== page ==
Stephen Hawking Wheelchair...and more!

We’ve talked before about things for sale that are in bad taste. I’m not sure if this would in that category but...Christie’s has 22 items from late genius Stephen Hawking, including his wheelchair! Now, I wouldn’t mind getting my hands on his doctoral thesis on the origins of the universe; mostly because my thesis on the subject has a few flaws and I’d like to compare notes.

Anyway, there is a book, scripts (including one from “The Simpsons”), as well as personal and academic possessions.

I’m wondering if the scientific papers “Spectrum of Wormholes” or “Fundamental Breakdown of Physics in Gravitational Collapse” will be purchased by Neil deGrasse Tyson.

Hawking died in March, at the age of 76. An amazingly long life, considering at 22, he was just given a few years to live because of his ALS. .

The thesis is expected to get around $150,000, and it’s signed by Hawking, as well as containing his handwritten notes.

The high-tech wheelchair is expected to get around $15,000.

The auction is going to start on Halloween night -- October 31st, and just so you don’t think it’s too ghoulish, the proceeds from these sales will go to two charities -- the Stephen Hawking Foundation and the Motor Neurone Disease Association. And his daughter Lucy is behind the auction, stating “admirers of his work will have the chance to acquire a memento of our father’s extraordinary life in the shape of a small selection of evocative and fascinating items.”

If Hawking wasn’t your favorite scientist, the auction will also have papers by Isaac Newton, Albert Einstein, and Charles Darwin.

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Comment by BG Meadows on October 23, 2018 at 4:31pm

 I can't put my finger on it, but there's something creepy about owning his wheelchair. I put that in the category of "clothing." I would never want to own anything worn by a famous person. I'm just odd that way. 

Comment by B. Anderson on October 23, 2018 at 8:52pm

Some wheelchairs are very expensive, and I would hope he had the best. It is possible someone could buy and use it. That is what I would hope would happen, rather than a collector, perhaps a fan who could use it. It is perfectly natural to resell or give away expensive medical equipment after someone has passed. If you are not wheelchair-bound and purchase it, that is kind of disturbing, but I see nothing wrong with someone buying it if they will make use of him and can honor his memory in the process.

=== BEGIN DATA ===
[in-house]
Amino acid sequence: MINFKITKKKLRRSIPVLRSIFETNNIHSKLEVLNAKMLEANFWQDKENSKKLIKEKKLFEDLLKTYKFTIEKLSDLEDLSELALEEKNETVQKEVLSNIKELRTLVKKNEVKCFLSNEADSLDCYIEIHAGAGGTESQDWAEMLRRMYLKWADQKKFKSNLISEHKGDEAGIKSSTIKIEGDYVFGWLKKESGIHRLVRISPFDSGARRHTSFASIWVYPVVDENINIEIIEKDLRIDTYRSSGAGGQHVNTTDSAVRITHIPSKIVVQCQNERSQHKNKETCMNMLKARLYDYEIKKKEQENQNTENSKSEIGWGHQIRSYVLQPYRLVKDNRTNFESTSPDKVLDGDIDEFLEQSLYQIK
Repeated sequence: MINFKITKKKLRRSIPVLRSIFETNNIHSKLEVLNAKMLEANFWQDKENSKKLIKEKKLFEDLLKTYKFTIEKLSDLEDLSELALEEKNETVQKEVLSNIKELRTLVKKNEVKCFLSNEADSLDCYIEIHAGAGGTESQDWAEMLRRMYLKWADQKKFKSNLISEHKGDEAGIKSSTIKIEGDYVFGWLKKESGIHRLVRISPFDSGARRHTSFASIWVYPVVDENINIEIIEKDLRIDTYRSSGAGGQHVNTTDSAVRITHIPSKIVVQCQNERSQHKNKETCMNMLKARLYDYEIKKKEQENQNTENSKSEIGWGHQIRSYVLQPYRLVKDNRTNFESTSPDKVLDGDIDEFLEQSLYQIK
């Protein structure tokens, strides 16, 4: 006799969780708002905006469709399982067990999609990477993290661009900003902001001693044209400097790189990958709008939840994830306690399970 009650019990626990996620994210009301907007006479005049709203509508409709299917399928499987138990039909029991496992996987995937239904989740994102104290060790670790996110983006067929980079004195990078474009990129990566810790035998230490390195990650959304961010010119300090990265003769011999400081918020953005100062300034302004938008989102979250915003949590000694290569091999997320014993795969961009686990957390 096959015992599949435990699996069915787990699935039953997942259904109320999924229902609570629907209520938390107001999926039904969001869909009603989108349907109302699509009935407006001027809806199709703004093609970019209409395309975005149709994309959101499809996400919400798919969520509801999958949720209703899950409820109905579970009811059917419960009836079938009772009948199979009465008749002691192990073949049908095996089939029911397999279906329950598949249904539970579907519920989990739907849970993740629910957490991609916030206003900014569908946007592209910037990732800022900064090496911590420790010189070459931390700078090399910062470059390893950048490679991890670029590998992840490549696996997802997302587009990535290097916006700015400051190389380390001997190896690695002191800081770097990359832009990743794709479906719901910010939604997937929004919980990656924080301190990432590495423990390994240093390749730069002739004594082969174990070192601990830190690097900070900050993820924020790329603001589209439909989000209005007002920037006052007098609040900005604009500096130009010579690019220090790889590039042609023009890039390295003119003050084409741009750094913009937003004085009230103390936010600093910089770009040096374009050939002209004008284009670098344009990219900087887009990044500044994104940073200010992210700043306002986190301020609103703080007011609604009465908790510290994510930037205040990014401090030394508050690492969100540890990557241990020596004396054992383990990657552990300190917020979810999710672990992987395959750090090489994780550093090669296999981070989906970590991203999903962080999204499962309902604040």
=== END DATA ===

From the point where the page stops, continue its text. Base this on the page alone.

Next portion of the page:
Unfortunately, I suspect someone likely will buy it with the thought of making money off of it. It really should go to someone who could actually use it.

As to Meadows' comment, I think someone people like to collect costumes, which could include more formal wear that someone where's when they are "on," as for special TV appearances, etc., as opposed to everyday clothing. I think collecting costumes is fine, if you are into it and can store it well, but otherwise if it is just everyday clothing, I do not see the point, unless you just want to wear it yourself.

Comment by Josh Board on October 23, 2018 at 9:53pm

Speaking of Hawking wheelchairs, so...I have a job doing movie reviews. At a film festival, I was on a panel with a few other film critics (Leonard Maltin, Joe Morgenstein). So, after we did our speaking engagement, a woman approached me. She asked what I thought of the Stephen Hawking movie (Eddie Redmayne, I believe...won an Oscar for it). I told her it was okay, but I didn't love it. I said, "All I really learned about Hawking from watching that was...every decade, his glasses and wheelchairs changed." 

There was a bit of a pause, and she smiled and said, "I was the producer of that movie."


Comment by BG Meadows on October 24, 2018 at 5:52am

I guess I should have included the exception of costumes in my comment about not wanting to own a famous person's personal clothing. 

Right now on eBay, there is a pair of JFK's tennis shorts up for auctions. Also, a pair of Jack Ruby's pants are available. Several years ago, I remember seeing one of JFK's tux shirts for auction. 

As much as I like JFK, I would not want his tennis shorts or Jack Ruby's pants. 

The only personal clothing I've ever bought didn't belong to a famous person. Rather it was a captain's USMC uniform that still had the mourning armband on the coat sleeve worn during the period of mourning for JFK. It was part of an estate sale. 

Comment by Robert Babb on October 27, 2018 at 10:03am

sorry josh I would rather have a signed bat mobile in stead! nice story!


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